TCA Life for September/October

Bells at Mass?

Q: Why do some parishes use bells at the consecration of the Mass and others not?

Jackie, Seattle, Washington

A: Catholic worship excites the senses with movement and color, incense and music — the “smells and bells” of tradition. This is because we bring the entirety of ourselves to prayer: body and soul. Posture marks the solemnity and reverence of certain moments — for instance, standing at the proclamation of the Gospel and kneeling for the consecration. Music enhances our participation as well, bringing the assembly’s voices together in unity as the People of God come together in divine worship.

Three factors historically led to a certain distance or disconnect between the actions of the priest during parts of the Mass and the actions of the people: language, posture and acoustics. Over the centuries Latin became increasingly less understood by most people. The priest stood at the altar facing the same direction as the people and, in some churches, monasteries and cathedrals where the altar was a good distance from the pews, acoustics simply did not allow the congregation to hear the words spoken at the altar.

People were still active in prayer during the Mass, but very often, especially in more solemn celebrations, the choir sang extended settings of the acclamations — the Sanctus and Agnus Dei, for example — while the priest had already moved on to other texts. And sometimes the congregation was involved in private prayer (reciting the Rosary or prayers from the missal) even as the choir sang and the priest prayed the Mass parts.

Bells were rung to alert the people to what they could not easily see or hear, so that they could attend to the important and solemn action at the altar. Today, use of the bells is optional, since language, posture and acoustics generally permit the congregation to follow the action of the Mass. Still, many parishes continue ringing bells to underscore and draw attention to the solemnity of certain moments of this great prayer: the epiclesis (or calling down of the Holy Spirit upon the gifts of bread and wine) and the consecration.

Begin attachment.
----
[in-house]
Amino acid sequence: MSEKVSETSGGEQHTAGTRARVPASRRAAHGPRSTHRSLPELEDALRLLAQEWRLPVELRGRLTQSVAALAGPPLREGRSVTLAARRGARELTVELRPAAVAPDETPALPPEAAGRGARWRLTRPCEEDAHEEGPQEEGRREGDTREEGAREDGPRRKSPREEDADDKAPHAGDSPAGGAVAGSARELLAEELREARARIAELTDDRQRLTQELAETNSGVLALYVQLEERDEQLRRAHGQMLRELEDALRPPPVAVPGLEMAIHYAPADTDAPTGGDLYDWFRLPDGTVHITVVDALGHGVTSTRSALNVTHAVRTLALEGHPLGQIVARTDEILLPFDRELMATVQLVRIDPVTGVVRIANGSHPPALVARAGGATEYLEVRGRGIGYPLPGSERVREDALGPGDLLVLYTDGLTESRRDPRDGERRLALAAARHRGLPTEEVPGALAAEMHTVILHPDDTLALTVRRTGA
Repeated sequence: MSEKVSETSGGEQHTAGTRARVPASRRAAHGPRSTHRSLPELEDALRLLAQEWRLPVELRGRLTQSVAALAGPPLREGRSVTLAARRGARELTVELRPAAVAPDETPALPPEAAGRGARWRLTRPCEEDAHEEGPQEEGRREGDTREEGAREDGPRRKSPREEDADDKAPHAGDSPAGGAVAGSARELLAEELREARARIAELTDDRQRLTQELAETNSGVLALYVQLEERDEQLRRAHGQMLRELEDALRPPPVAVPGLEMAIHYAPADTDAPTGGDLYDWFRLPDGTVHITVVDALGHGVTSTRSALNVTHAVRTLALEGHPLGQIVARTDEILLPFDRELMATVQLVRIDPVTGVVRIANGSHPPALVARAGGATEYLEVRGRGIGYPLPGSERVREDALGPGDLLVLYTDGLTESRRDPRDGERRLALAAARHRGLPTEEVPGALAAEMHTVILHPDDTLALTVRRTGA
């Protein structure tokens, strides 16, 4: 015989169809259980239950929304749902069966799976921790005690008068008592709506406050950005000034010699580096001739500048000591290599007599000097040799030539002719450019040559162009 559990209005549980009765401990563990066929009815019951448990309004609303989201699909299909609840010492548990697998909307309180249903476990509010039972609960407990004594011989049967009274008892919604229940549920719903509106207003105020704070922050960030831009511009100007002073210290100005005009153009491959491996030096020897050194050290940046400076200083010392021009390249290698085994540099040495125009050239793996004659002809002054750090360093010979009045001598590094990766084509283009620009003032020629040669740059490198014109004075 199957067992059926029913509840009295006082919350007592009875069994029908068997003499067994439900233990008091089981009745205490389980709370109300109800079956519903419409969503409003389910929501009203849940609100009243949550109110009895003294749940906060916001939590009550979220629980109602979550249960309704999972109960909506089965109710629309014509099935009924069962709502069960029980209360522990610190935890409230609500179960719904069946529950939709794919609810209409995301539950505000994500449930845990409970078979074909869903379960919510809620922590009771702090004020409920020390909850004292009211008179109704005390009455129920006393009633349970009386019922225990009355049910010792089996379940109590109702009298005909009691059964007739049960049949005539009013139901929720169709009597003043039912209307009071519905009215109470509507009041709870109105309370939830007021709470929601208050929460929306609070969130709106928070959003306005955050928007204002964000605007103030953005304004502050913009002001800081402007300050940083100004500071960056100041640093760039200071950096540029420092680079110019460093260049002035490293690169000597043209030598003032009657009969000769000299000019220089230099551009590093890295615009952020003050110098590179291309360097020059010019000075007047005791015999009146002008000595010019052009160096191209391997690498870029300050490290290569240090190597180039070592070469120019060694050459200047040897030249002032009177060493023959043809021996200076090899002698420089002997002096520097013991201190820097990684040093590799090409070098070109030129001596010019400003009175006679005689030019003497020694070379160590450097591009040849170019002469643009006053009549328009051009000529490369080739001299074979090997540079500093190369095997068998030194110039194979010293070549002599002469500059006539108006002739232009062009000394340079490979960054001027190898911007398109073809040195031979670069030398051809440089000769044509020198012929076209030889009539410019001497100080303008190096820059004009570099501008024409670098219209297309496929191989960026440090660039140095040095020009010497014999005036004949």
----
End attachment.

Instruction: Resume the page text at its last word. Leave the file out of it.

The General Instruction of the Roman Missal has this to say about the practice: “A little before the Consecration, if appropriate, a minister rings a small bell as a signal to the faithful. The minister also rings the small bell at each elevation by the Priest, according to local custom” (No. 150).

Seeking Validity

Q: My Catholic husband and I were married in my own Methodist church. When I converted to Catholicism, many years later, the parish priest told me that we were not validly married. This was because we did not obtain approval from the Catholic Church. But my husband was not a practicing Catholic then; in fact, he didn’t go to church at all. Why were we not considered validly married since he was not a practicing Catholic anymore?

Anonymous, via email

A: The Sacrament of Baptism is often called the “gateway to the sacraments.” With baptism, in addition to being cleansed of sin, a person is configured to Christ and “incorporated into the Church” (Canon 849 of the Code of Canon Law). This means that a person enters into the communion of the Christian faithful, the People of God. That person is a member of the Church and remains so even if the person drifts away from regular attendance at Mass and other external marks of participation in the life of the Church.

Your husband may have been an inactive or non-practicing Catholic at the time of your wedding, but from the perspective of the Catholic Church he always remained a member of the “family” of the Church. As such, he was bound to observe certain requirements for entering into the Sacrament of Matrimony. These requirements were set by the Fourth Lateran Council in the year 1215, repeated by the Council of Trent in the 1560s, emphasized by Pope St. Pius X in 1910, and codified in Church law in both the 1917 and 1983 Codes of Canon Law (see Canons 1117 and 1127.2 of the 1983 code, and also the pertinent amendment to Canon 1117 made by Pope Benedict XVI in his October 2009 document Omnium in mentem).